Prayer to the Blessed Virgin Mary

O Mary, Virgin and Mother most holy,
behold I have received thy dearly beloved son,
Whom thou didst concieve in they immaculate womb,
didst bring forth and nourish and strain to thyself
in sweetest embrace.
Behold Him Whose every glance filled thee with joy and all delight:
Him I present and offer to the in loving humility,
to be clasped in thy arms and loved in thy heart,
and to be offered in supreme adoration to the most Holy Trinity,
for thine own honour and glory,
for my needs, and for the needs of the whole world.
I beg thee, therefore, most dear Mother,
obtain for me forgiveness of all my sins,
the precious grace of serving thee more faithfully for the future,
and that final grace of being able along with thee
to praise Him through endless ages.

Saturday, November 13, 2010

It's Here...

It's officially official - my aluminum Christmas tree has been up since last night. Today I found the right bulb for my color wheel and Merry Christmas, my tree is done!

I might decorate it yet. Or not. Sure looks spiffy from the outside with all the lights off.

Saturday, November 6, 2010

Historian Bob Baumann

Milwaukee has a long history of tearing down some beautiful structures. In the "Making of Milwaukee,"a series created and narrated by John Gurda, he describes many turn of the century structures that were torn down during the 60s and 70s. On more than one occasion, citizens protested the razing of historical buildings and houses, only to have the city tear them down in the middle of the night. Schwartz book stores used to carry an impressive selection of books about architecture in Milwaukee. I'll bet you didn't know that the landfill that Summerfest is built upon contains the ruins of the mansions once located in the Yankee Hill/Juneau Avenue area.

I wasn't here to witness this myself, but through conversations with relatives and other longtime Milwaukeeans, I've heard story after story of history's destruction. From what I can gather, the attitude at the time was that these buildings were simply... "old".

The construction of the Milwaukee freeways in the 50s and 60s meant the clearing of many buildings and homes, and unfortunately, they never finished the job of building the freeway. It's hard to justify the destruction of some property over another, but we would have a more functional freeway system today if we hadn't had "environmental studies" and former Mayor Norquist standing in the way of progress. Take a look at this map and tell me that the Park and Stadium Freeways wouldn't have helped you out on many an occasion, not to mention encourage movement throughout the city. It made sense, it was an example of good demolition for a strategic purpose.

2010: Marriott Hotels proposes a new hotel site in downtown Milwaukee, on a city block that is convenient to the financial institutions and Summerfest grounds. Upscale, modern, excellent brand, JOBS, and much needed hotel space could be ours. Instead, Alderman Bob Baumann has decided that this crumbling dump is more valuable than progress:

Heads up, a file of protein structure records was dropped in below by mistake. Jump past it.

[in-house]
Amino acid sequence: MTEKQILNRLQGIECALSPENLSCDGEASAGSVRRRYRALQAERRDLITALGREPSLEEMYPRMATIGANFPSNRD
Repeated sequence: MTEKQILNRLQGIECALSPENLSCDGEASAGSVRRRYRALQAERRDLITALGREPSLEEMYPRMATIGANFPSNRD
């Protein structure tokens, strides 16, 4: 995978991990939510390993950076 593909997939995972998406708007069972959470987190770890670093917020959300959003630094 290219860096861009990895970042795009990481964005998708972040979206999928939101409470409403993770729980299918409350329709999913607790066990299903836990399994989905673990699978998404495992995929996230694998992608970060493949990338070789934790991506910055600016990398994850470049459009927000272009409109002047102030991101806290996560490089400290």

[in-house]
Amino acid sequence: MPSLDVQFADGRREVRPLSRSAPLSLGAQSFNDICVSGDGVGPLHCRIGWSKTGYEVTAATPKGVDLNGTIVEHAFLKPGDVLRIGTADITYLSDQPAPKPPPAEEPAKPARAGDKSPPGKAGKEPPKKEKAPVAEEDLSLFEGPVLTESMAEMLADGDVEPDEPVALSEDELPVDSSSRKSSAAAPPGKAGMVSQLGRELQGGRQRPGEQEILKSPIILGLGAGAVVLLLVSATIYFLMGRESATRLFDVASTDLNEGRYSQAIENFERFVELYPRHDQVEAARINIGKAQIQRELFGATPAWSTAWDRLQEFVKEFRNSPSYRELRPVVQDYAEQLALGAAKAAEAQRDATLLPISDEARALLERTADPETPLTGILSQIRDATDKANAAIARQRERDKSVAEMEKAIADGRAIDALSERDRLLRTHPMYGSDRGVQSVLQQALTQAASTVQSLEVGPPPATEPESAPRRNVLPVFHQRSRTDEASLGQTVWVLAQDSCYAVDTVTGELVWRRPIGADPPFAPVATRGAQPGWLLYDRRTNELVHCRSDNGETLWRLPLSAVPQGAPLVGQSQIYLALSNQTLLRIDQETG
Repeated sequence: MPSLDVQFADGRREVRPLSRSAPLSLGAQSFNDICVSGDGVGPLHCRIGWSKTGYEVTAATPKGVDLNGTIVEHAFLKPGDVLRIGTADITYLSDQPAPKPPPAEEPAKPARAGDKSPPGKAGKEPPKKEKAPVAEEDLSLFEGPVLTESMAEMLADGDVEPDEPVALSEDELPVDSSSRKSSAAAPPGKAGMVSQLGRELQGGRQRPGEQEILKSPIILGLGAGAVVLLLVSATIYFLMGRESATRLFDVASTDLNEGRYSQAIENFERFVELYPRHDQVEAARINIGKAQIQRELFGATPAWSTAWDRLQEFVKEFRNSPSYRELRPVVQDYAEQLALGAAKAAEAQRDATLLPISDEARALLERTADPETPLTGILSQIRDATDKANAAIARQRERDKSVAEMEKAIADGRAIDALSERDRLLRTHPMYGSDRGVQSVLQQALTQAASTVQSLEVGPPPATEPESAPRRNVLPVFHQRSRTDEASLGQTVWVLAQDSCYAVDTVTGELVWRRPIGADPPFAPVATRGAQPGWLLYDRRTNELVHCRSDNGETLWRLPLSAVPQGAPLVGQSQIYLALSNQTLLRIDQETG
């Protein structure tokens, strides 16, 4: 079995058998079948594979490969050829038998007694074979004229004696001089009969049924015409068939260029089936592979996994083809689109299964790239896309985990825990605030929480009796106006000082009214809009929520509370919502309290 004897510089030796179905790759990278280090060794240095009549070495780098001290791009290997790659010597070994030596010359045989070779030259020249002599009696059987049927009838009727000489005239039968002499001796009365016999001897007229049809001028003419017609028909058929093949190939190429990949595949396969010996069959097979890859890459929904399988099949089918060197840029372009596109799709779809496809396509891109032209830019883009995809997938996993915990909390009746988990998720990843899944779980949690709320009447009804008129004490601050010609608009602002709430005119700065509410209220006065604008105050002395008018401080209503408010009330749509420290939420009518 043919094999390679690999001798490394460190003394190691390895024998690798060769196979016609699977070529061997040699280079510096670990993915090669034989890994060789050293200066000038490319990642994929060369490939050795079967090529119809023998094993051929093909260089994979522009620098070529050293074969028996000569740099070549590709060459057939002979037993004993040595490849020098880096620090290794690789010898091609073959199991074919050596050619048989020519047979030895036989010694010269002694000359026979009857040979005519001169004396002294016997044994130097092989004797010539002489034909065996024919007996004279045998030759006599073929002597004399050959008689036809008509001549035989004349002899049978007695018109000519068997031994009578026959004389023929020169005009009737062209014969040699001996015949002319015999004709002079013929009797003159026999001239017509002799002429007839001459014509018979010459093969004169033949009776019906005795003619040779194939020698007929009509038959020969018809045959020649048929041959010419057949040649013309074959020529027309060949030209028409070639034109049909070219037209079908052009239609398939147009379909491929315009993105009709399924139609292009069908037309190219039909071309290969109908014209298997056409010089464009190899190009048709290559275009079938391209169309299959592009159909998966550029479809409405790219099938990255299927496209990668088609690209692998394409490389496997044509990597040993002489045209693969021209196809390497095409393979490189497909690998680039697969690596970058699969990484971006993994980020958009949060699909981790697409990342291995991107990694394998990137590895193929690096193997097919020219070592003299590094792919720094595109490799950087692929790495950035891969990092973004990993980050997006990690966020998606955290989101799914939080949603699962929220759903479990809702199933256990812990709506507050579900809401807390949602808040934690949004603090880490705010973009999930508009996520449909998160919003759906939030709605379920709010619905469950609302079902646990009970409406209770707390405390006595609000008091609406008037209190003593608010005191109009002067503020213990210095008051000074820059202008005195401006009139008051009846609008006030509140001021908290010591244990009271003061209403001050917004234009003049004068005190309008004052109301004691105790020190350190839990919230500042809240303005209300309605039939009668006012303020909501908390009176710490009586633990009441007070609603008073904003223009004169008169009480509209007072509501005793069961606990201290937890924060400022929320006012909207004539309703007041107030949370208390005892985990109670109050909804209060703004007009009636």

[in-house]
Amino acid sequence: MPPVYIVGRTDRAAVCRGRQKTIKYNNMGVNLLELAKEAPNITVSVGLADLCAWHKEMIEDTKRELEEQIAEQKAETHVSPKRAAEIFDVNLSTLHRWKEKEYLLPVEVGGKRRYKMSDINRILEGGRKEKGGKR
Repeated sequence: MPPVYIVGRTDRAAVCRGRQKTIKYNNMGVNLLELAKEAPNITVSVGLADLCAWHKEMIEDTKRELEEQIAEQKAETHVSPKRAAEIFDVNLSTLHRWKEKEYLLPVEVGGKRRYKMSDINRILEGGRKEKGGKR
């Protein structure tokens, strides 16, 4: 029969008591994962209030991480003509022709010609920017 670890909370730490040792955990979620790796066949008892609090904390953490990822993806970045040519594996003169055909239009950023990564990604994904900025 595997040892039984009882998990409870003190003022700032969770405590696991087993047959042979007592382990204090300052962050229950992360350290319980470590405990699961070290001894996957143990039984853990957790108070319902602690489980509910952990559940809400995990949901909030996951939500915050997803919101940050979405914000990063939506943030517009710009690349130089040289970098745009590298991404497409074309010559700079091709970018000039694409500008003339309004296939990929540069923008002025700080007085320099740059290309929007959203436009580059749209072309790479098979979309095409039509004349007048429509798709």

(all photos are clickable)

Let's look at this building. We aren't looking at anything special. Other than the excellent poured glass windows, it's rather generic. There are many signs of alteration and shifting...half of the storefronts are bricked up on the low end, the upper right corner is separating from the building and is going to fall off, and hardly any of the windows are plumb anymore (shifting). There isn't anything significant about this building that I can find, and from what I understand through third party, there isn't anything left on the inside. If there are a few things, Baumann can get salvage rights.

The other buildings that would be torn down to make way for the Marriott are the gray roof buildings above, and the "tile" building and cream city brick buildings below. Now, those cream city storefronts are nice - the facades are in decent shape. And small enough to be put together as one storefront and relocated.

Bob Baumann argues that other "historic" buildings in the area have been renovated. Below are pictures of the buildings he's referring to, which are on other side of Milwaukee Street, north of Wisconsin Avenue. There's a very clear difference between the types of buildings that should be cleared for development, and what should not:

And my last point is the heart of my argument: does Bob Baumann understand the difference between appropriate and inappropriate demolition? I'd have to argue that he doesn't. And it aligns with other anti-business decisions that he's made in the past, such as hiking the street parking rates in his district to $1.50/hr. For all of the business exposure he has as a representative, I have to conclude that Baumann is either genuinely ignorant in his assessment of what's good for his district, or he knows and purposely does not want to jump at a brilliant opportunity to upgrade the area. And it could use it.